Dear Harriette: I have an interview coming up at a restaurant where I have applied to be a host. What do you think is the appropriate attire to wear to this interview? Usually I would dress in business casual to an interview, but because the restaurant is casual and I am interviewing for the position of host, I’m not sure if wearing a suit and tie is appropriate. Are there different places or occasions where casual dress is better to wear than going formal?

— What to Wear, Syracuse, New York

Dear What To Wear: This is tricky. On one hand, a suit and tie is the classic interview outfit, but if everyone is wearing jeans and T-shirts at this restaurant, you will stand out as not being aware of the restaurant’s style if you dress too formally.

So, what to wear? I think a jacket is smart to put over a shirt with trousers, preferably not jeans. You don’t need to wear a tie. The shirt can be a dress shirt or even a dressy T-shirt — as long as the jacket is professional-looking. Shoes should be just that — shoes, not sneakers, even if you will never wear shoes if you get the job.

More than your attire, bring a winning personality and clarity about your skills to show that you would add value to the restaurant.

Dear Harriette: I have an upcoming black-tie fundraiser for my company. I will be attending with my long-term boyfriend as my guest. This will be the first black-tie event he and I will be attending together. I have been thinking about my boyfriend’s etiquette recently, and how he will act at this event. He is polite and courteous when he meets people, but the issue is his table manners. His manners don’t bother me because I have become accustomed to them, but I know other people notice the way he holds his knife and fork, or the fact that he often doesn’t wait for everyone to get their meal before he starts. I can’t blame him for this because it was what he was taught growing up, but I want to bring it up in a non-condescending way to prepare him for our upcoming event.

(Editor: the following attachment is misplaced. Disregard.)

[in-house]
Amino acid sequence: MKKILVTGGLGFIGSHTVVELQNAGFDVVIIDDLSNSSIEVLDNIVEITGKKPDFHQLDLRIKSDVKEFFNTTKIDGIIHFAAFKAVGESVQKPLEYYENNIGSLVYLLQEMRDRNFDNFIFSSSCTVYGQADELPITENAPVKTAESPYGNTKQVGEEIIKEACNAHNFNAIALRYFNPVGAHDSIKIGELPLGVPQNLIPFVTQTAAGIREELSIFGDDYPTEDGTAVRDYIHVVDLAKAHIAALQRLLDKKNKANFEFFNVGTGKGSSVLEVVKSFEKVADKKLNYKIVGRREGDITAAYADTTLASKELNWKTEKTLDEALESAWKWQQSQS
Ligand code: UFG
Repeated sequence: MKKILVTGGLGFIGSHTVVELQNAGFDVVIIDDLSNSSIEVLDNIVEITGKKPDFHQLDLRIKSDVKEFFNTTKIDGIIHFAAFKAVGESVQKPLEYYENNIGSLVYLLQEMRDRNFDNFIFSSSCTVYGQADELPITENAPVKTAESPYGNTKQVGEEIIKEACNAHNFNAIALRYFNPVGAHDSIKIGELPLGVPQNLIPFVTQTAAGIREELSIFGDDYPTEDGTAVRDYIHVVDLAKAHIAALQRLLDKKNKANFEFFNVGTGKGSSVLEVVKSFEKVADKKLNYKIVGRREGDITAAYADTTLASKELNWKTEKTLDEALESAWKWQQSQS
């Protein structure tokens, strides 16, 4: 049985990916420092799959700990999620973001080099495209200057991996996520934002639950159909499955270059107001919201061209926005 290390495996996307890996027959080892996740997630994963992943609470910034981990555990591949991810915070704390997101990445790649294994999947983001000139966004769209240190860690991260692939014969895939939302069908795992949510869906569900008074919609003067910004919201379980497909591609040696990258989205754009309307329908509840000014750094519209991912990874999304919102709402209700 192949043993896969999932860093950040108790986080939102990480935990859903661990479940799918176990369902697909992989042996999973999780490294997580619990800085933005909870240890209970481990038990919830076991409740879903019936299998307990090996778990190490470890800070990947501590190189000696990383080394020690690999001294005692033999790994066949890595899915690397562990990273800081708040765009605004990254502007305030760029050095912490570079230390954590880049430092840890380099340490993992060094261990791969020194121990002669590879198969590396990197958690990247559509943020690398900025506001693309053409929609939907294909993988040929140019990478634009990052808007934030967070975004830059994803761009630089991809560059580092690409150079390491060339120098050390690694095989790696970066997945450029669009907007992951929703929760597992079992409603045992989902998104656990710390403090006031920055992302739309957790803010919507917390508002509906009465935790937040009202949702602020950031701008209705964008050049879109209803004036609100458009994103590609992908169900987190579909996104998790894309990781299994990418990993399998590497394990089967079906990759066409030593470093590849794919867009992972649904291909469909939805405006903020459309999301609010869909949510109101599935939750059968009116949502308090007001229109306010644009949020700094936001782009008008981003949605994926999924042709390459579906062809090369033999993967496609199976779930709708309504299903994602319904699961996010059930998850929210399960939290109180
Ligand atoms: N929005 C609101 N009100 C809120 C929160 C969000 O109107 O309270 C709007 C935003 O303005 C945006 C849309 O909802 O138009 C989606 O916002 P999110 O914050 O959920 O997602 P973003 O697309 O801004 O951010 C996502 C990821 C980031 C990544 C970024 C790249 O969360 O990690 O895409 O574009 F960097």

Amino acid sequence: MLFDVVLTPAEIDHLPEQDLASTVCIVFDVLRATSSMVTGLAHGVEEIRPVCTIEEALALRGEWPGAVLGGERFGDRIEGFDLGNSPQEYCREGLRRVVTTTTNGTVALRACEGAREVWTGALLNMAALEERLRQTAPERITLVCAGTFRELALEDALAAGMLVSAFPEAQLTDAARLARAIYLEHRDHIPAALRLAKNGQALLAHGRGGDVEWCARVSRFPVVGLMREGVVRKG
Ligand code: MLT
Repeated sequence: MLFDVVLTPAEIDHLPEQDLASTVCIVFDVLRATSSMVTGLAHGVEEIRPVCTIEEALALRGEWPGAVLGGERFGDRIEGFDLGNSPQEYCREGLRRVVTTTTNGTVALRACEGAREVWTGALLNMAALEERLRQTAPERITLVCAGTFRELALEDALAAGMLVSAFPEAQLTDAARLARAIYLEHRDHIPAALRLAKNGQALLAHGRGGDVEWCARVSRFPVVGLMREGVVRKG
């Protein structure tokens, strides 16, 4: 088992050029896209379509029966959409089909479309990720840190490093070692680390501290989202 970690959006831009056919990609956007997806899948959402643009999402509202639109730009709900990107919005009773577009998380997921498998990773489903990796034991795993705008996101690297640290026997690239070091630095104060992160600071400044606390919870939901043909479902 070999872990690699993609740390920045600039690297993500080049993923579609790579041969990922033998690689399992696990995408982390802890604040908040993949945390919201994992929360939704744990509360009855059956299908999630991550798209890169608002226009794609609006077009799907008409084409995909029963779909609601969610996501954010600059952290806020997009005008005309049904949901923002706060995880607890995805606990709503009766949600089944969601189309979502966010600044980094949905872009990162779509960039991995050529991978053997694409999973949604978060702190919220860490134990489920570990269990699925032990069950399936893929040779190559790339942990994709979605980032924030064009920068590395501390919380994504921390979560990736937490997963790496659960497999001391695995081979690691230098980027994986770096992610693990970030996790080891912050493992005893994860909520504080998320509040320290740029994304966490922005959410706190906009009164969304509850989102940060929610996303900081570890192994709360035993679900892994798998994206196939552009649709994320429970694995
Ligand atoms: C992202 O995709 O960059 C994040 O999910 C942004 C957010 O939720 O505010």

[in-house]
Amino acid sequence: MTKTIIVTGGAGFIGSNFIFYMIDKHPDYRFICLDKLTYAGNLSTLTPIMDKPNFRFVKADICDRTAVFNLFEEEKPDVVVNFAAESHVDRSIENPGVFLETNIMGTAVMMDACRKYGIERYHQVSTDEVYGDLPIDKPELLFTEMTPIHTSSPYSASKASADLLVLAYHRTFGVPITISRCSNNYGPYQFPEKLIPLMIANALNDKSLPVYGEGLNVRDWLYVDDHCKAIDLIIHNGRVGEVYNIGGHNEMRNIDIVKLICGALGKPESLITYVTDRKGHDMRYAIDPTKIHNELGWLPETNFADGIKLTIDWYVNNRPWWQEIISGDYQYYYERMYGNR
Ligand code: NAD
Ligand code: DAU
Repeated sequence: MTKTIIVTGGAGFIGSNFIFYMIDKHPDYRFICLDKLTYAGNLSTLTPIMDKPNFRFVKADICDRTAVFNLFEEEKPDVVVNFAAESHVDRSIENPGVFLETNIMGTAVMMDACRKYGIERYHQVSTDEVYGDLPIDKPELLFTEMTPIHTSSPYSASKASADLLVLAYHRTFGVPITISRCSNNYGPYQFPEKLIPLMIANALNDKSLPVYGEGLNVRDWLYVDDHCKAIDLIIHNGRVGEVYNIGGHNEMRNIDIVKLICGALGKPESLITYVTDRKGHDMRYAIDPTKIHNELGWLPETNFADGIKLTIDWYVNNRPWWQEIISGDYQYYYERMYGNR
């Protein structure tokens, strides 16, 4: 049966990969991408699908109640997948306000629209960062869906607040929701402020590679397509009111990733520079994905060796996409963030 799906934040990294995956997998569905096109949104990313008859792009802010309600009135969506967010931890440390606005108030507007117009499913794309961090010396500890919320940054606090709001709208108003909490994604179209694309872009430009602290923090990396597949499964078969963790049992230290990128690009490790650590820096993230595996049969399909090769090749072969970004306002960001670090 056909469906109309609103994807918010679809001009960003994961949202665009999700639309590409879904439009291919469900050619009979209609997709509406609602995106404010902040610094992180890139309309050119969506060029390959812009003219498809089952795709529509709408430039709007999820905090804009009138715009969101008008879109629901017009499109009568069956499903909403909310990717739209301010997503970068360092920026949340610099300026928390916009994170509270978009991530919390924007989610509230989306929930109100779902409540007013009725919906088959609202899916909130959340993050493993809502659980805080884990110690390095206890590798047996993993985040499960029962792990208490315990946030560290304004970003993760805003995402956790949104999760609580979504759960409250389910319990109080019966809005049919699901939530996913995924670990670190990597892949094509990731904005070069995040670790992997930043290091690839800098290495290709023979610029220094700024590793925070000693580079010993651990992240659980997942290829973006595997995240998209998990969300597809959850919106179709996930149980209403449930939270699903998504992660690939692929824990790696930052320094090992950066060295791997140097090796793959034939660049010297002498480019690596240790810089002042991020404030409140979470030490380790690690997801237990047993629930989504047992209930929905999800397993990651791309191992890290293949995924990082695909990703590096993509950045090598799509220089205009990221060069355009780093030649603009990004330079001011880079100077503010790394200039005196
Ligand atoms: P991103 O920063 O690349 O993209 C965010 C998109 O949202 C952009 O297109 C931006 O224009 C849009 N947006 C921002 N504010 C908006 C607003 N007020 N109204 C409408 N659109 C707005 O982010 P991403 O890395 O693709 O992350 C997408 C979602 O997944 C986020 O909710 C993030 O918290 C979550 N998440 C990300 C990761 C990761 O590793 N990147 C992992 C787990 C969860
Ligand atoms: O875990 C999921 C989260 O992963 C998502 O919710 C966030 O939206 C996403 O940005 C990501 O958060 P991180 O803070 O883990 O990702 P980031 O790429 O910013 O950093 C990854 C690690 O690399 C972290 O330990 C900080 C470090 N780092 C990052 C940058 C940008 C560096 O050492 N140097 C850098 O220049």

— Table Manners, Chicago

Dear Table Manners: Since this is the first black-tie for both of you, take the approach that you both should brush up on the rules of the table at such an event. You can point out that you learned at work that people notice when you follow the “rules” and when you don’t. Suggest to your boyfriend that the two of you review the basics of how to eat at a formal table together, so that you both get it right. General rules include waiting to begin eating until all are served, using utensils starting from the outside in, putting your napkin in your lap, chewing with your mouth closed, not talking with food in your mouth, not reaching across people for items on the table and putting away your smartphone. For a diagram of a formal table setting, go to

You should also review the basics of being at a business event. This includes handling small talk when you arrive, working on short statements that define who you are, which you can share as you talk to people. For more ideas, go to